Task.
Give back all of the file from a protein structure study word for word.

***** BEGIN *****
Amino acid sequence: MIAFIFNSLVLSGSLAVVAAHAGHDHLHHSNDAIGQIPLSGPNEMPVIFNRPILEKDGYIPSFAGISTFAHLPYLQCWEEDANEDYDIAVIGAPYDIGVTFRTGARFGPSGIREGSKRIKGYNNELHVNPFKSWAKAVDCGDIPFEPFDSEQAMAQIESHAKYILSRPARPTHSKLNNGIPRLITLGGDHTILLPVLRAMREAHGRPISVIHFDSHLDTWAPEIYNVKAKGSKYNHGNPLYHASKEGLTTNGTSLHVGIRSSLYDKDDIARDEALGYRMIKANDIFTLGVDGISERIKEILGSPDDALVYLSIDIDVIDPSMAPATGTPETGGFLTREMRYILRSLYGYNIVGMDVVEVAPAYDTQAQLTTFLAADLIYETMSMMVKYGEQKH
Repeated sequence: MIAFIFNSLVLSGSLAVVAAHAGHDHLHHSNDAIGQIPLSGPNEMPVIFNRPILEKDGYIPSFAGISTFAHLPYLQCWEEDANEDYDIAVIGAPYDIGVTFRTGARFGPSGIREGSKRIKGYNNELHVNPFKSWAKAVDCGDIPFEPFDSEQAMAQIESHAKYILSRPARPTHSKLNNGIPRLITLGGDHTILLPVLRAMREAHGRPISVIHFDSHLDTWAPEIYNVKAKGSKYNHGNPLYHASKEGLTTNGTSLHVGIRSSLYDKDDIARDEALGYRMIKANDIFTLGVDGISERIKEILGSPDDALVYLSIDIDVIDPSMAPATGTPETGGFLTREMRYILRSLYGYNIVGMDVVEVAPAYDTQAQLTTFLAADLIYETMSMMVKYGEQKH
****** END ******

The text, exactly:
Amino acid sequence: MIAFIFNSLVLSGSLAVVAAHAGHDHLHHSNDAIGQIPLSGPNEMPVIFNRPILEKDGYIPSFAGISTFAHLPYLQCWEEDANEDYDIAVIGAPYDIGVTFRTGARFGPSGIREGSKRIKGYNNELHVNPFKSWAKAVDCGDIPFEPFDSEQAMAQIESHAKYILSRPARPTHSKLNNGIPRLITLGGDHTILLPVLRAMREAHGRPISVIHFDSHLDTWAPEIYNVKAKGSKYNHGNPLYHASKEGLTTNGTSLHVGIRSSLYDKDDIARDEALGYRMIKANDIFTLGVDGISERIKEILGSPDDALVYLSIDIDVIDPSMAPATGTPETGGFLTREMRYILRSLYGYNIVGMDVVEVAPAYDTQAQLTTFLAADLIYETMSMMVKYGEQKH
Repeated sequence: MIAFIFNSLVLSGSLAVVAAHAGHDHLHHSNDAIGQIPLSGPNEMPVIFNRPILEKDGYIPSFAGISTFAHLPYLQCWEEDANEDYDIAVIGAPYDIGVTFRTGARFGPSGIREGSKRIKGYNNELHVNPFKSWAKAVDCGDIPFEPFDSEQAMAQIESHAKYILSRPARPTHSKLNNGIPRLITLGGDHTILLPVLRAMREAHGRPISVIHFDSHLDTWAPEIYNVKAKGSKYNHGNPLYHASKEGLTTNGTSLHVGIRSSLYDKDDIARDEALGYRMIKANDIFTLGVDGISERIKEILGSPDDALVYLSIDIDVIDPSMAPATGTPETGGFLTREMRYILRSLYGYNIVGMDVVEVAPAYDTQAQLTTFLAADLIYETMSMMVKYGEQKH